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What do you make of Jimmy Wales' idea for the future of social media?

Discussion in 'Personal' started by Duke of York, Nov 24, 2019.

  1. Duke of York

    Duke of York Star commenter


    "The reputation of the big social networks seems to sink every week. From Facebook to Twitter, from Snapchat to Instagram, concerns about everything from fake news to cyber-bullying are making many people wonder whether there is a better way to communicate online.

    On this week's Tech Tent, Wikipedia founder Jimmy Wales tells us why he thinks he has the answer. He has launched a new social network WT.Social, which is ad-free and promises high-quality content."

    Jimmy Wales recognises that social media sites need moderating and that it's a herculean task to do it well, so in his model, as with Wikipedia, it's left to the community to sort out the wheat from the chaff.

    Would it work on here?
    MrRobert44 likes this.
  2. LondonCanary

    LondonCanary Star commenter

    It's not needed as moderation is not the Herculean task that it is on Facebook and similar.
  3. WB

    WB Lead commenter

    The problem here is not Social Media it's the people that use Social Media.

    The people will be the same so the end result will be rhe same.

    The anonymous nature of the the internet has given a very clear insight into the minds of a lot of people - I really don't like what I see.
    Laphroig, Jamvic, foxtail3 and 2 others like this.
  4. lanokia

    lanokia Star commenter

    My thought too...

    People are the issue... not the media they use...

    Once upon a time people wrote mean letters to each other... no-one blamed the paper manufacturer or the postman.

    Ah well...
    WB likes this.
  5. colpee

    colpee Star commenter

    No, in my opinion.
    It is a corporate responsibility to prevent extremist and illegal material being posted. That is not a responsibility that can be delegated with a shrug to the users (but I'd bet the big platforms would love the idea).

    'The community' is hogwash. Political and commercial organisations pour immense resources into social media manipulation. Millions of false accounts, auto-posting and likes, forced 'trends' and the buying and selling of user data. The idea that all this could be self-regulating is eye-wateringly stupid.

    As for "If you pay a fee you can join straightaway, if not you have to wait for a while and hope that an existing member invites you in." This seems to design-in an ability for nefarious organisations to effectively buy up user accounts and 'invite' lots of false ones.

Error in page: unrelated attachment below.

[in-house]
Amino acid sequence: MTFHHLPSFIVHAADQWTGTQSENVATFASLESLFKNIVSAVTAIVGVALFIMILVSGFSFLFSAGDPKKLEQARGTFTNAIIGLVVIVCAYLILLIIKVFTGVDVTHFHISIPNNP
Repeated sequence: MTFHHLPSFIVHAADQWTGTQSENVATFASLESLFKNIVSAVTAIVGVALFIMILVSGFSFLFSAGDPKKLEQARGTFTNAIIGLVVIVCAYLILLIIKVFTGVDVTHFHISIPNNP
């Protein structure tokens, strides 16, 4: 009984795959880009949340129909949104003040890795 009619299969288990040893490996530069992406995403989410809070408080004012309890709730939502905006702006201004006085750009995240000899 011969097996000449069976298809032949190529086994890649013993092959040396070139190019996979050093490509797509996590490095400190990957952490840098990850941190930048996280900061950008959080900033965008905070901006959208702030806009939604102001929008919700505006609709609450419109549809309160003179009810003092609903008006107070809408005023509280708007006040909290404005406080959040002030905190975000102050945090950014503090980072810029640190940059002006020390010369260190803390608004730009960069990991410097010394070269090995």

The model is presented as a social media platform that people will 'want' because they are fed up with the others. That will gain users, but not necessarily on a massive scale; most social media users have an investment (time, information and networks) in the platforms they use, and are not necessarily unhappy with them enough to switch.

    Also, I wonder at using Wikipedia as the best example business model. Wikipedia articles are no more likely to be true because someone has paid to edit them.
    Jamvic likes this.
  6. colpee

    colpee Star commenter

    Intentionally or not, this paraphrases social media platform defense against holding them to account for control of the content on their platforms.

    IMO is is an analogy that does not stand up. The postman does not take letters that someone has written and pin them to other people's front doors, nor does the postal service find as many similar subjects as possible in all the letters in its possession and jam them through letterboxes in case the recipient would like to see and comment on them.

    The postman also is likely to bawlk at graphic pictures of executions or pornography on the front of envelopes and may well report them to the police (i.e. instead of copying and re-posting them a million times and waiting to see if anyone complains!)

    And no postal service as far as I know scans everyone's email for their personal data and sells it to anyone willing to pay.

    Yes some people and organisations are bad, but that should put more responsibility on the media responsible for the distribution of the bad stuff they do.
    Jamvic and Mangleworzle like this.
  7. monicabilongame

    monicabilongame Star commenter

    Jamvic likes this.
  8. Jamvic

    Jamvic Star commenter

    Which community member would get final say on which posters or posts were considered wheat or chaff. Not as easy as it sounds.
  9. lanokia

    lanokia Star commenter

    You say the 'analogy doesn't stand up'... obviously it does.

    In the last three years I have received three pieces of mail to my home address that have been abusive. At the same time I have received abusive posts on TES. I have been able to report posts on TES and they have been removed. I tried reporting the abusive mail to the both the post office and the police. Nothing happened.

    I have the choice of 'ignoring' posters on TES... or Twitter etc. If I want to read 'controversial' material on social media I have to subscribe to it... I can unsubscribe... in other words I have control.

    The social media platforms have given us control over the content and material we see... some of us are clearly failing to exercise said control. And then complaining about it... I have never seen a Brexit or Trump ad on facebook for example. I have this thing called 'adblocker' ... and it's wonderful. I exercise my choice.

    Blaming the platform is a weak argument for people unwilling to engage in their own daily experience and expect it drip-fed to them... the attitude of TV viewers from the 1970s/80s.

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